The multi-faceted Holocaust Memorial Day event was hosted by the Deputy Vice-Chancellor of the University of Huddersfield, Professor Tim Thornton, who is a trustee of 6 million+.
He said that the University was determined to play its part commemoration and study of 'the gravest crime in modern history – probably of all history'.
There has never been a time when it was not important to study the episode and learn its lessons. But – without being alarmist – it could be argued that the urgency has increased. There have been terrible episodes of persecution and intolerance in many parts of the world and there has also been disquieting evidence that anti-Semitism – the oldest and most pernicious of prejudices – has been on the rise in the UK and elsewhere.
This means that Holocaust Memorial Day is much more than a simple act of remembrance. It is an annual event of growing relevance.
Also present at the event was the Mayor of Kirklees, Councillor Jim Dodds, who told how, as a serving soldier, a posting in Germany had enabled him to pay visits to both Bergen-Belsen and Auschwitz. After witnessing these sites of the Final Solution it took him up to three weeks to get over the experience, and it haunts him still, said the Mayor.
He cited other attempted genocides, such as Stalin’s starvation of millions of Ukrainians in the 1930s, the mass murders in former Yugoslavia and Iraq’s gassing of the Kurds. Councillor Dodds also drew parallels with the plight of today’s refugees from atrocities in the Middle East and he affirmed that Kirklees Council had pledged to provide a haven for 135 Syrians.
It’s not much, but if we all work together to help those in need, it will make a big difference.
Councillor Jim Dodds
Prior to the evening’s event, a procession called The Weeping Sisters made its way to the University’s campus from Huddersfield bus station. The procession included two large-scale puppets representing a Polish Jewish woman and a Bosnian Muslim woman, who had suffered persecution. The procession also featured a Kurdish belt, with pictures of children attached, in remembrance of the children of Halabja, who escaped after the gas attack in their village by holding on to belts as they walked in complete darkness. The procession was accompanied by atmospheric drumming, written by Helen Curtis especially for the event and performed by Huddersfield band, Slick Stick Sambastic.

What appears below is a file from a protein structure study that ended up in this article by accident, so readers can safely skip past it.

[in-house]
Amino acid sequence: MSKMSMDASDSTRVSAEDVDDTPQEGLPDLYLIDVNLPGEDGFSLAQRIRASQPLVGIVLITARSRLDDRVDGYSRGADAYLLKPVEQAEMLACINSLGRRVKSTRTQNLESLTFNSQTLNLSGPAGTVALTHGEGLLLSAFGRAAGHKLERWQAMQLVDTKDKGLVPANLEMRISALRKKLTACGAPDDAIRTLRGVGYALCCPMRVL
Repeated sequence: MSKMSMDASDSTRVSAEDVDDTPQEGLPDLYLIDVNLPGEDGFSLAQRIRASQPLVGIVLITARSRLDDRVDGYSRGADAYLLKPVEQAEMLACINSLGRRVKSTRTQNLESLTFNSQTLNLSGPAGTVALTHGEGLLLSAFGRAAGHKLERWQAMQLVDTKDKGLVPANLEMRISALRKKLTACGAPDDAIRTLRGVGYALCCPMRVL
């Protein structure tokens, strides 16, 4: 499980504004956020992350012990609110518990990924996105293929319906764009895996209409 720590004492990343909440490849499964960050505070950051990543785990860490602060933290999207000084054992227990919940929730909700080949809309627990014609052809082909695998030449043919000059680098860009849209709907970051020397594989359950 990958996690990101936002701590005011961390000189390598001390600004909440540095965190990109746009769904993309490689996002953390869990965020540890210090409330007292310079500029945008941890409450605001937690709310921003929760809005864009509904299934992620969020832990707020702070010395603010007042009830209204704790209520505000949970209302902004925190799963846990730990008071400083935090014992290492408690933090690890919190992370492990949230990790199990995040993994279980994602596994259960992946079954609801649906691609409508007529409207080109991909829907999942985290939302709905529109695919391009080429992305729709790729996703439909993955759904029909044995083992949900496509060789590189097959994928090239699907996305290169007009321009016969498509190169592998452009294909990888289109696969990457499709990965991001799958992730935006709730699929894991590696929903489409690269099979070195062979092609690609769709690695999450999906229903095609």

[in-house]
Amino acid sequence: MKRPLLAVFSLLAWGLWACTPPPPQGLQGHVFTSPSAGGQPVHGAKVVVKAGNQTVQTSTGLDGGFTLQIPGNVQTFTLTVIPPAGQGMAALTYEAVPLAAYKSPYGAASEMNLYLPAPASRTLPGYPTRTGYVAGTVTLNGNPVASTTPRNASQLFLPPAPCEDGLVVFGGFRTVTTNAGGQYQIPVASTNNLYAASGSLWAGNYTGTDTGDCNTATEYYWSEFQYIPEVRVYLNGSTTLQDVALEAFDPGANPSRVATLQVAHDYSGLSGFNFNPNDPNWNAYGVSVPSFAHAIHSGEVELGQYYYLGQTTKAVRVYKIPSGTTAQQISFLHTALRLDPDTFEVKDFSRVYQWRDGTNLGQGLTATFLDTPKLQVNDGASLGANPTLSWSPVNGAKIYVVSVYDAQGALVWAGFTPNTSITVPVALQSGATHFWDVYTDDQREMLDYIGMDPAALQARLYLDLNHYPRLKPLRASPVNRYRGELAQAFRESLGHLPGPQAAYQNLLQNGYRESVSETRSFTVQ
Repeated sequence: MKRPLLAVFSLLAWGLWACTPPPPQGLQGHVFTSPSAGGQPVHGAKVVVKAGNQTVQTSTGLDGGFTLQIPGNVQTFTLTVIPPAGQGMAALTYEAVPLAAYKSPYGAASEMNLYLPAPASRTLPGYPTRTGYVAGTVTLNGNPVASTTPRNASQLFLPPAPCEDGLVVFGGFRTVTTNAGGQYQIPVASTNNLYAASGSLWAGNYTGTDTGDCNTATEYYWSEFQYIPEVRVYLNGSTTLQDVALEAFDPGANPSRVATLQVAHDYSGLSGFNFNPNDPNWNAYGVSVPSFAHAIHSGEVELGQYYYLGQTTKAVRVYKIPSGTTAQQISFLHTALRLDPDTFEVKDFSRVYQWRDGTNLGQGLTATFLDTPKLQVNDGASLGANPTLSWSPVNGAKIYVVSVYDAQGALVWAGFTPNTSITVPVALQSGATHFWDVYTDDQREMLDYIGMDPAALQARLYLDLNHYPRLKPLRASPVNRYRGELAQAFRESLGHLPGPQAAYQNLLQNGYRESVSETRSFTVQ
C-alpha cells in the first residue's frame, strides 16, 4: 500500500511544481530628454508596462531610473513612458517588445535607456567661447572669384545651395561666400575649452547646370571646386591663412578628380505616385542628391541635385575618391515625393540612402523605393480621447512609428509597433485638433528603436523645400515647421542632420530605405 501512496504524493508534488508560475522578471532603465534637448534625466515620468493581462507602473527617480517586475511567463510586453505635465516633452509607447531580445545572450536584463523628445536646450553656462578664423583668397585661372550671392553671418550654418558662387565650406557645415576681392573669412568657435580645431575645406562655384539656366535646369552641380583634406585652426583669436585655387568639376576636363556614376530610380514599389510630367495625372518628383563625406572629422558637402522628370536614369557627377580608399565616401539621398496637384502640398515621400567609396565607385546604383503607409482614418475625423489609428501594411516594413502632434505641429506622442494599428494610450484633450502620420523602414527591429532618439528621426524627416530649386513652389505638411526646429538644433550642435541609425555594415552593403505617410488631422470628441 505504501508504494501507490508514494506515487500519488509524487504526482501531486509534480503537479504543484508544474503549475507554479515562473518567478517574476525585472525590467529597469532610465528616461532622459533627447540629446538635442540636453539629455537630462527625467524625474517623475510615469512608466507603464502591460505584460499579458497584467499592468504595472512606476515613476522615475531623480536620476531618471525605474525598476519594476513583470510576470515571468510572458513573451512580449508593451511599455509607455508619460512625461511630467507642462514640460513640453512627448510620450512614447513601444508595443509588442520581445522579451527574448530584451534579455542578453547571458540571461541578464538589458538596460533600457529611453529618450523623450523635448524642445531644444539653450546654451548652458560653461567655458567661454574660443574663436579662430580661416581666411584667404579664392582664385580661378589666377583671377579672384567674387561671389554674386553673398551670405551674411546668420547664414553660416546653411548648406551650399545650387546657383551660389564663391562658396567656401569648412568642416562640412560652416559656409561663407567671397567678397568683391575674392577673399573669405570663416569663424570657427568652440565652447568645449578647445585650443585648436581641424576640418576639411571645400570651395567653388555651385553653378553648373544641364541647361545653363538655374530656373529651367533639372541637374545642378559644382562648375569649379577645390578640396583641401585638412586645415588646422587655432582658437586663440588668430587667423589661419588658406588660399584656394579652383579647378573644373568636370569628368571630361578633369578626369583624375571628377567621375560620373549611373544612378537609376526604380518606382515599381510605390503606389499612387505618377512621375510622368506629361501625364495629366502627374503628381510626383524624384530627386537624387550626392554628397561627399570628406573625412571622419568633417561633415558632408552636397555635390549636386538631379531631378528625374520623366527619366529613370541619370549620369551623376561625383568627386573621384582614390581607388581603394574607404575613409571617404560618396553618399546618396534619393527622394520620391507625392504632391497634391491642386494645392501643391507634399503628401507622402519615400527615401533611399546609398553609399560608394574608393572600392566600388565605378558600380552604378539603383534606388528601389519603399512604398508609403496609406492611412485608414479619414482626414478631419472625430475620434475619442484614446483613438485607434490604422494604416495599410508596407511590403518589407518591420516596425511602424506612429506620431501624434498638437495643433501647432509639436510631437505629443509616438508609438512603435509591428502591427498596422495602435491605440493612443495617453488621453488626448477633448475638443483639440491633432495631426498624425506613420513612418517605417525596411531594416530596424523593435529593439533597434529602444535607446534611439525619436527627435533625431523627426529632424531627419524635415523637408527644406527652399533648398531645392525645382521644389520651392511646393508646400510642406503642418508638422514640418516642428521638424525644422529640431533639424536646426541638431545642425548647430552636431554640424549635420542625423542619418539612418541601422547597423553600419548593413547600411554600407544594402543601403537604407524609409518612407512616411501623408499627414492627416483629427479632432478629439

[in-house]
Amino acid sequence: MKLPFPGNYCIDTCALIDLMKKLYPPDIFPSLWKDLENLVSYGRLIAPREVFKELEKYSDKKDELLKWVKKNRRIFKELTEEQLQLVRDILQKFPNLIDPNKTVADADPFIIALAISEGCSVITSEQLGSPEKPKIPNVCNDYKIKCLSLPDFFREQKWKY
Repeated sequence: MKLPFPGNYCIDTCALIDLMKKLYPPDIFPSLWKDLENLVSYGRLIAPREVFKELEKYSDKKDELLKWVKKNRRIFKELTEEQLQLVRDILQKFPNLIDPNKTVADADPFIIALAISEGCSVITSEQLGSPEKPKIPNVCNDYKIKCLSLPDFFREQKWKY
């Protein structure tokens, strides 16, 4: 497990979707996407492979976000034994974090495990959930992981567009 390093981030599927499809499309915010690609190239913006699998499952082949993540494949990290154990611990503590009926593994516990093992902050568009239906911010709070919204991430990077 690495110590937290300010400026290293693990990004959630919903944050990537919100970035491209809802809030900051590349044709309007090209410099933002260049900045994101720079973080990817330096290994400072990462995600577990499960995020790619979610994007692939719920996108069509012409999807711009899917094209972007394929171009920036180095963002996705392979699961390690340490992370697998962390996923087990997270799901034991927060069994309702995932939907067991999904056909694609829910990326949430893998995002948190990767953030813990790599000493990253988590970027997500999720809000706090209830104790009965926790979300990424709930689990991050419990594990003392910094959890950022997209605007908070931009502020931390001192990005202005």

The Weeping Sisters puppets were created by professional artists commissioned by 6 million+, with funding from the Kirklees arts project Creative Scene. Community groups in Dewsbury and Batley took part in the project.
Kim Strickson, Project Co-ordinator from the 6 million+ Charitable Trust, said that 2017’s Holocaust Memorial Day event was designed as an intimate evening of shared experiences.
The theme centred around three women and how a group of people in each of their countries wanted to eradicate them simply because of who they were. The fact that they can say 'they could not erase us, we are still here' is truly inspiring. Despite all of their struggles they have carried on and made a new life for themselves.